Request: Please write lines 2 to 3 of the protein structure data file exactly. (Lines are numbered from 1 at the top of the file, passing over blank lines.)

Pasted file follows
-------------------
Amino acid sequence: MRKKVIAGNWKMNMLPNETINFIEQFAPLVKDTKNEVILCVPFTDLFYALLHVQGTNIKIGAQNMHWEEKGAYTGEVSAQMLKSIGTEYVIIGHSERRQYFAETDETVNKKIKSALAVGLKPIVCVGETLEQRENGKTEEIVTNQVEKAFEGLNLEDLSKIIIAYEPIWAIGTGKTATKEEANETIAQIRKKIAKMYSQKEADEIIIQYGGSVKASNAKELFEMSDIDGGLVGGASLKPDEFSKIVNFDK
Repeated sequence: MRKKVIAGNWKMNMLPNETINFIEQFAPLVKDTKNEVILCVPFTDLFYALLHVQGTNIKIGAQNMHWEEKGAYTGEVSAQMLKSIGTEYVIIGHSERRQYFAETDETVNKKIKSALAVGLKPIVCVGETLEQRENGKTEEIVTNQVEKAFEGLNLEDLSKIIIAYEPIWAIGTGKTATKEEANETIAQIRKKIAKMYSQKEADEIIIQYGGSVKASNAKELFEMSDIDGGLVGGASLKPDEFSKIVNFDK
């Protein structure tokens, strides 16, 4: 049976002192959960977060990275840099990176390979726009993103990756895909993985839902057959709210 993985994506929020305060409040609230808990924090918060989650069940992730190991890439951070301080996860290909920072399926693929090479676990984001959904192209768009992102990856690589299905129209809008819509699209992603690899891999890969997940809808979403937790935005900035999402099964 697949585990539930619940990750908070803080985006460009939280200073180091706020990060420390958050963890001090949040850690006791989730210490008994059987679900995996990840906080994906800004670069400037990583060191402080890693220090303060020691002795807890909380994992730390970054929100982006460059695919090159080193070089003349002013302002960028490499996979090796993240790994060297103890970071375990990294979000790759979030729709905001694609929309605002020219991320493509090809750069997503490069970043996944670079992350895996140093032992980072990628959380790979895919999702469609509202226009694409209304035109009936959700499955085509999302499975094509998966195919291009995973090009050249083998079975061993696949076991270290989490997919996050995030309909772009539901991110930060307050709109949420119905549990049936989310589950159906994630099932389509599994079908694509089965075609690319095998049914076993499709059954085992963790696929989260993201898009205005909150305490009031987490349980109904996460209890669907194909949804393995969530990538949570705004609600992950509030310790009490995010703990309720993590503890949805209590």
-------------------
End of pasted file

Repeated sequence: MRKKVIAGNWKMNMLPNETINFIEQFAPLVKDTKNEVILCVPFTDLFYALLHVQGTNIKIGAQNMHWEEKGAYTGEVSAQMLKSIGTEYVIIGHSERRQYFAETDETVNKKIKSALAVGLKPIVCVGETLEQRENGKTEEIVTNQVEKAFEGLNLEDLSKIIIAYEPIWAIGTGKTATKEEANETIAQIRKKIAKMYSQKEADEIIIQYGGSVKASNAKELFEMSDIDGGLVGGASLKPDEFSKIVNFDK
């Protein structure tokens, strides 16, 4: 049976002192959960977060990275840099990176390979726009993103990756895909993985839902057959709210 993985994506929020305060409040609230808990924090918060989650069940992730190991890439951070301080996860290909920072399926693929090479676990984001959904192209768009992102990856690589299905129209809008819509699209992603690899891999890969997940809808979403937790935005900035999402099964 697949585990539930619940990750908070803080985006460009939280200073180091706020990060420390958050963890001090949040850690006791989730210490008994059987679900995996990840906080994906800004670069400037990583060191402080890693220090303060020691002795807890909380994992730390970054929100982006460059695919090159080193070089003349002013302002960028490499996979090796993240790994060297103890970071375990990294979000790759979030729709905001694609929309605002020219991320493509090809750069997503490069970043996944670079992350895996140093032992980072990628959380790979895919999702469609509202226009694409209304035109009936959700499955085509999302499975094509998966195919291009995973090009050249083998079975061993696949076991270290989490997919996050995030309909772009539901991110930060307050709109949420119905549990049936989310589950159906994630099932389509599994079908694509089965075609690319095998049914076993499709059954085992963790696929989260993201898009205005909150305490009031987490349980109904996460209890669907194909949804393995969530990538949570705004609600992950509030310790009490995010703990309720993590503890949805209590």